The Golden 1 Center — a so-called urban “infill” real estate project in the San Francisco area — has long had its detractors, who have sought to bar the project’s development by various means.

One of their strategies has been the invocation of the California Environmental Quality Act, a widely encompassing statutory enactment passed decades ago. The CEQA legislation imposes a number of conditions and restrictions on would-be land developers that relate to environmental factors.

Critics of Golden 1 Center might reasonably have learned a lesson relating to reliance upon CEQA to contest infill projects from a recent California Supreme Court ruling.

That outcome was prefaced years ago when, back in 2004, Center foes brought a lawsuit contesting the project on the grounds that future condominium residents would suffer from existing noise and urban disruptions. A state judge ruled against that argument.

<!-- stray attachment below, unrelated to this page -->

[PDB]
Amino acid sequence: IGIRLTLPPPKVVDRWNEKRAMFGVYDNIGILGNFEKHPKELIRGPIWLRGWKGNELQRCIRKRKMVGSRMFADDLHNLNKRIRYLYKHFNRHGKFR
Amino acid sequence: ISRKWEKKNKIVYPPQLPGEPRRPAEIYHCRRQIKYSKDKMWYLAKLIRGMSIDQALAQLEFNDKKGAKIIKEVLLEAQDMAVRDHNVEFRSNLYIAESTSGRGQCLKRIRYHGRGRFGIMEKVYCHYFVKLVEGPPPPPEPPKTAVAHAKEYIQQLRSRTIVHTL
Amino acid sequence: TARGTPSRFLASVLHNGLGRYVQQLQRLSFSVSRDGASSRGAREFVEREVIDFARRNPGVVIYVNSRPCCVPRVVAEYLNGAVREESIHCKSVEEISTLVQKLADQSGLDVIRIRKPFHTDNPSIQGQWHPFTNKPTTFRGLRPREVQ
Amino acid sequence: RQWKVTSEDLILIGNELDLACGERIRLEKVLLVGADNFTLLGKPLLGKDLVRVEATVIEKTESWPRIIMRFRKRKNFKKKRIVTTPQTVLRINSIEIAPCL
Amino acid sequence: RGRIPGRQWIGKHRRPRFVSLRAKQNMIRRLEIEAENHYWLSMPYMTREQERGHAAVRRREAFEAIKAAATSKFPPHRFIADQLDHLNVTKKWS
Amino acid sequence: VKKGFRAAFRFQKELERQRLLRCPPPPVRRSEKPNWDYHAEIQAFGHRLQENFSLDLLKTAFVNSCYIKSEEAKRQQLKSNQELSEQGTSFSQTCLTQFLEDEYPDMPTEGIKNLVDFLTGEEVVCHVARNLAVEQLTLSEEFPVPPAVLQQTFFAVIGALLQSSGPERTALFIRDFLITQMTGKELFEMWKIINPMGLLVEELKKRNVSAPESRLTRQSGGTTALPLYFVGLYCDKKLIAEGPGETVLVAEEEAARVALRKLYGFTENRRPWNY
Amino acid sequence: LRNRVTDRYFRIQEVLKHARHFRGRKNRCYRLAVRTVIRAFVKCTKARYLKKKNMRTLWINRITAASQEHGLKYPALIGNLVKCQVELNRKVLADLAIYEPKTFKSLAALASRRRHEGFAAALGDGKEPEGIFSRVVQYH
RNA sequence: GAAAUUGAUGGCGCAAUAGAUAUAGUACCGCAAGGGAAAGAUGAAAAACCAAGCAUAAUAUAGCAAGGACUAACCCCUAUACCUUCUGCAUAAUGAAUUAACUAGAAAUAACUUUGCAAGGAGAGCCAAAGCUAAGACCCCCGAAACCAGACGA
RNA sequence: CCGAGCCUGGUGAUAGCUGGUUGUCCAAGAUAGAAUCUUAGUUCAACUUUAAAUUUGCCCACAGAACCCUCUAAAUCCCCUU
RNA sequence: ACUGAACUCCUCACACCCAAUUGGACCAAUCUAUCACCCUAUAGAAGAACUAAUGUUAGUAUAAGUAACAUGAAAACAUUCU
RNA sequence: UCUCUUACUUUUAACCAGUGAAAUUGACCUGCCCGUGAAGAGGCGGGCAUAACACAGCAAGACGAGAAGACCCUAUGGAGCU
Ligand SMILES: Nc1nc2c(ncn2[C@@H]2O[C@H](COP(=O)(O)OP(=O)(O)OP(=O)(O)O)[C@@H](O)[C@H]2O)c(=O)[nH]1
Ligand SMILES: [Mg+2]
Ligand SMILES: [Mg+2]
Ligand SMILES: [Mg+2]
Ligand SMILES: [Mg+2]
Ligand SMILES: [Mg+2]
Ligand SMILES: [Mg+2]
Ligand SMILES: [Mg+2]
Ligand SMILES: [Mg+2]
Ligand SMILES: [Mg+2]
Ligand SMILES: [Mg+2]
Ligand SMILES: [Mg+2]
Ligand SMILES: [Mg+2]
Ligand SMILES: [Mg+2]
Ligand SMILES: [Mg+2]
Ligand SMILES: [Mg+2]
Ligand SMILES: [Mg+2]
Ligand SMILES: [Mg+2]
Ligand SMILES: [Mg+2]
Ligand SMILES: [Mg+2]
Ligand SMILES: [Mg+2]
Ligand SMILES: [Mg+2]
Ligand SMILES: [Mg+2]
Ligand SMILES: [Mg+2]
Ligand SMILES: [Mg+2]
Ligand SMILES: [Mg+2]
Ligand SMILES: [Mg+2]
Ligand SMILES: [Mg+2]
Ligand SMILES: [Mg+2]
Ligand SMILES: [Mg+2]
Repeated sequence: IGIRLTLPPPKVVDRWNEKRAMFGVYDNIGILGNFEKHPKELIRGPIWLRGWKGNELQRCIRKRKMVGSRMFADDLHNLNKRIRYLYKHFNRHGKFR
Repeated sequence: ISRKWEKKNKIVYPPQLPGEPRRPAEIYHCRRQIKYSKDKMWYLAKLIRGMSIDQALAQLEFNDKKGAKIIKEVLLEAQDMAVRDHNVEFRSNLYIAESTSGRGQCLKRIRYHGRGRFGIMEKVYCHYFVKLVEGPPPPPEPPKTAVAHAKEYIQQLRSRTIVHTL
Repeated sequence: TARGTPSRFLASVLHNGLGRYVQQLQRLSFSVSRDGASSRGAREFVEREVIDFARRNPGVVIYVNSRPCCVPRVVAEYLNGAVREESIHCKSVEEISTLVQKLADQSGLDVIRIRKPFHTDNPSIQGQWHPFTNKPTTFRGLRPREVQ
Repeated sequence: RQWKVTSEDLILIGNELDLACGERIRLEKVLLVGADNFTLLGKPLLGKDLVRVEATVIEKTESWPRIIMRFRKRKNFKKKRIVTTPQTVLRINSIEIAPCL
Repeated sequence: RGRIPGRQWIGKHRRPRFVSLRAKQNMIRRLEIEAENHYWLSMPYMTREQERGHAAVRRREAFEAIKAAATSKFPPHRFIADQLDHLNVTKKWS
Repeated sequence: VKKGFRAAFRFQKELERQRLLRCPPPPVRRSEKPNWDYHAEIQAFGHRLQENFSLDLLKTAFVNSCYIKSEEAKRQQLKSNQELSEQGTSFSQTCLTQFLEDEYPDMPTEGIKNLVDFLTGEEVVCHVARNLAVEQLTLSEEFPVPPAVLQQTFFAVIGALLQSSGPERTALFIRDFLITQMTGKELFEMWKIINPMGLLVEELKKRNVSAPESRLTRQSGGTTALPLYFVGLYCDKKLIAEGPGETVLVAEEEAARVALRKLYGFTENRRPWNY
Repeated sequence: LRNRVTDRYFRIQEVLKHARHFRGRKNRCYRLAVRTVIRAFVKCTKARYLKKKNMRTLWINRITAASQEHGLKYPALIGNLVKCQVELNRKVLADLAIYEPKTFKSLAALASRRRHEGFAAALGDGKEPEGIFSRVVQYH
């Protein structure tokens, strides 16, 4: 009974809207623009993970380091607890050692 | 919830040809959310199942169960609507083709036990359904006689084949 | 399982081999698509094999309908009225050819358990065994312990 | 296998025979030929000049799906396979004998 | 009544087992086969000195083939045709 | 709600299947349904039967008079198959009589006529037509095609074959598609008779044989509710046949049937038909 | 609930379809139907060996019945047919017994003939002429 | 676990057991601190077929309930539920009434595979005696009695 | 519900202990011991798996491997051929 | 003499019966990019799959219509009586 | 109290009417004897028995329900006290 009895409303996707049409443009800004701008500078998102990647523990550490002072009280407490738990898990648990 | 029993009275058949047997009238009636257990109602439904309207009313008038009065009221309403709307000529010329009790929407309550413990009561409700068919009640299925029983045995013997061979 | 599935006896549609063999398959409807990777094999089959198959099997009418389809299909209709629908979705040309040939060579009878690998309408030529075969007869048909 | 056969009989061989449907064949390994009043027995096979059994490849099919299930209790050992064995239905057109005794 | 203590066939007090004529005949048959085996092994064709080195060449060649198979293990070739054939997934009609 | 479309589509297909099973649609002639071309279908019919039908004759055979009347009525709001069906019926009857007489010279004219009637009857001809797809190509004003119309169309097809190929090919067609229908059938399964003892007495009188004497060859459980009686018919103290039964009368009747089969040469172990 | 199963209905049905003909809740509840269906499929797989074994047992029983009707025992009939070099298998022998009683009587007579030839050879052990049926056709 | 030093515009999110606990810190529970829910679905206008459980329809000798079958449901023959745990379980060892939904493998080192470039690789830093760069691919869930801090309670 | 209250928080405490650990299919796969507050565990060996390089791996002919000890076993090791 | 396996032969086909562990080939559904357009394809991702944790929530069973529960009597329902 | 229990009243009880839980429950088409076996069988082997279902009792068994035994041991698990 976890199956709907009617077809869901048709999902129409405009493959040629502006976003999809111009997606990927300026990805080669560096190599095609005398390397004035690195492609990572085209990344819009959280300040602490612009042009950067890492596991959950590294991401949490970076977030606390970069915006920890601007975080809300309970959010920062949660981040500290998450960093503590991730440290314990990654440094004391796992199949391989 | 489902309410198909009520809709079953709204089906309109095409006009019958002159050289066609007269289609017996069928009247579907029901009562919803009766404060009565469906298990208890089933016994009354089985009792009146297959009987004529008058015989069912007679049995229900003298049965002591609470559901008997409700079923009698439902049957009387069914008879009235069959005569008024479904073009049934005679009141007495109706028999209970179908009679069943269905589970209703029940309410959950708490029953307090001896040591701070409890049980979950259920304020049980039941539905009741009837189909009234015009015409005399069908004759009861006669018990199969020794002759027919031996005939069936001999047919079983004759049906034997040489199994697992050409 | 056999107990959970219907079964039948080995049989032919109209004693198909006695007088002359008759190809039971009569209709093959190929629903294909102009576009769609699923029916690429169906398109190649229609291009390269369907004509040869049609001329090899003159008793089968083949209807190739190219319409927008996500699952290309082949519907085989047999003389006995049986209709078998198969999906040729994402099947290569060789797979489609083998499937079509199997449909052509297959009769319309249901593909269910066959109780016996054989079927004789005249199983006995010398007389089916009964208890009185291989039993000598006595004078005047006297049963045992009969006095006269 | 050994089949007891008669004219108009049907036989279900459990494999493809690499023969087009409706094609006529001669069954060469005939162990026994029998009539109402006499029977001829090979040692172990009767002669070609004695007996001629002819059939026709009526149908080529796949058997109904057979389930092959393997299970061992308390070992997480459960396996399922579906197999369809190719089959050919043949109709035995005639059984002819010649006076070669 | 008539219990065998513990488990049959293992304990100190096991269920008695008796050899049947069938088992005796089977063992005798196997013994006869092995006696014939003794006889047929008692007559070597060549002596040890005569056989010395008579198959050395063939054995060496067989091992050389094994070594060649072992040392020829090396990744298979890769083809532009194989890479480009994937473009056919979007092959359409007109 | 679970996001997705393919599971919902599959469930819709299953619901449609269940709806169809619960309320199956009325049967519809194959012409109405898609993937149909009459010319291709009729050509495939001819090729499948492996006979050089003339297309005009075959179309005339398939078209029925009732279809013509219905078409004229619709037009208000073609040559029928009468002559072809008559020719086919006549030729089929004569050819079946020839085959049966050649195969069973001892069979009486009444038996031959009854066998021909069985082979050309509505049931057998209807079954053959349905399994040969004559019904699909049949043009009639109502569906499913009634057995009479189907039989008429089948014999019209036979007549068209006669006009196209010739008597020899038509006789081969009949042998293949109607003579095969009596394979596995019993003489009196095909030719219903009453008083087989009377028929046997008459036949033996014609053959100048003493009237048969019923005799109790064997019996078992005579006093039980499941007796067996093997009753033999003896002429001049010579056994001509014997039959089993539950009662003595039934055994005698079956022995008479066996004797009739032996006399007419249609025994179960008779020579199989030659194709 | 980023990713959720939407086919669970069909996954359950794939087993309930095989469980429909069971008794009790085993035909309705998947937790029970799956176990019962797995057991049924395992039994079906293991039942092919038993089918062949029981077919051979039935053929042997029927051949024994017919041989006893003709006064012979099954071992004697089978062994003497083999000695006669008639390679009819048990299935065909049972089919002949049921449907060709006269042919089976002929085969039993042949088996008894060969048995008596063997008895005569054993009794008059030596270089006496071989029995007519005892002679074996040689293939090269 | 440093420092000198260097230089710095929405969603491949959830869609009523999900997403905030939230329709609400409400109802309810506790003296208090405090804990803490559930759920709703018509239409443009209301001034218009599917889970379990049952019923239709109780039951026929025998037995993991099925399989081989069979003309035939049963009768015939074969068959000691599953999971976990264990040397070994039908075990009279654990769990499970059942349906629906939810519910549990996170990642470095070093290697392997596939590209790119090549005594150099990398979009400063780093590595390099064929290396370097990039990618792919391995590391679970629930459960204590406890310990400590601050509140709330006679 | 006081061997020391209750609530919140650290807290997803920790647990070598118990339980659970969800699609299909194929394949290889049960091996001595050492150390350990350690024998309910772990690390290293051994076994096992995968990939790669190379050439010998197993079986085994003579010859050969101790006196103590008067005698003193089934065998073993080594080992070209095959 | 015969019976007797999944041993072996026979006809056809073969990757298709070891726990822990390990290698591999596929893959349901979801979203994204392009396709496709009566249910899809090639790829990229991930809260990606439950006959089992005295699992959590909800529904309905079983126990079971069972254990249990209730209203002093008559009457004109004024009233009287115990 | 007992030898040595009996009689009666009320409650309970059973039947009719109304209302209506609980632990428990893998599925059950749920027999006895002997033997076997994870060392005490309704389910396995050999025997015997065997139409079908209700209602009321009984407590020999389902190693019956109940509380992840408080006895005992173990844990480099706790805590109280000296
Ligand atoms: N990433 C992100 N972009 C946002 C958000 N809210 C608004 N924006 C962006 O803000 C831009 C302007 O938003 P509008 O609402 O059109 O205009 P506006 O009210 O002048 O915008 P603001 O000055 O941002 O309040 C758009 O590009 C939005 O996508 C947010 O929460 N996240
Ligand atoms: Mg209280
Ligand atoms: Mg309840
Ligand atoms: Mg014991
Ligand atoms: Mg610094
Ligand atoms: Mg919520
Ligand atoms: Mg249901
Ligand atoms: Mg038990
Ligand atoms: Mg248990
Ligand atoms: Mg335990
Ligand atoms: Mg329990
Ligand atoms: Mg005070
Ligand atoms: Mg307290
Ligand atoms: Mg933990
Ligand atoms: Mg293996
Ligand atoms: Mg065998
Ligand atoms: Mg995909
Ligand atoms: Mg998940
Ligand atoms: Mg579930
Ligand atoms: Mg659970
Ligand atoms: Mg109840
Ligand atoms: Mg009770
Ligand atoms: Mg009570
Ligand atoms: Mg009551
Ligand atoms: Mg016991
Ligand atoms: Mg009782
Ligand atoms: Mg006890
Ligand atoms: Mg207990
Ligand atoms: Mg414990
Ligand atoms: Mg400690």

The state’s highest court acted similarly in a ruling rendered earlier this month that limited the reach and application of CEQA in cases involving environmental impact reports (EIRs). The court held that project principals did not need to consider the effect of existing conditions on the project. Rather, an EIR is properly concerned with a potential project’s impact on the environment.

An article on the matter stated that the court result was greatly encouraging to developers, who fear that an expansive CEQA application in development cases could make new projects that are beneficial to the public prohibitively expensive.

An infill project focuses upon urban development that occurs in already built-up areas. As such, infill growth can serve as an antidote to urban sprawl.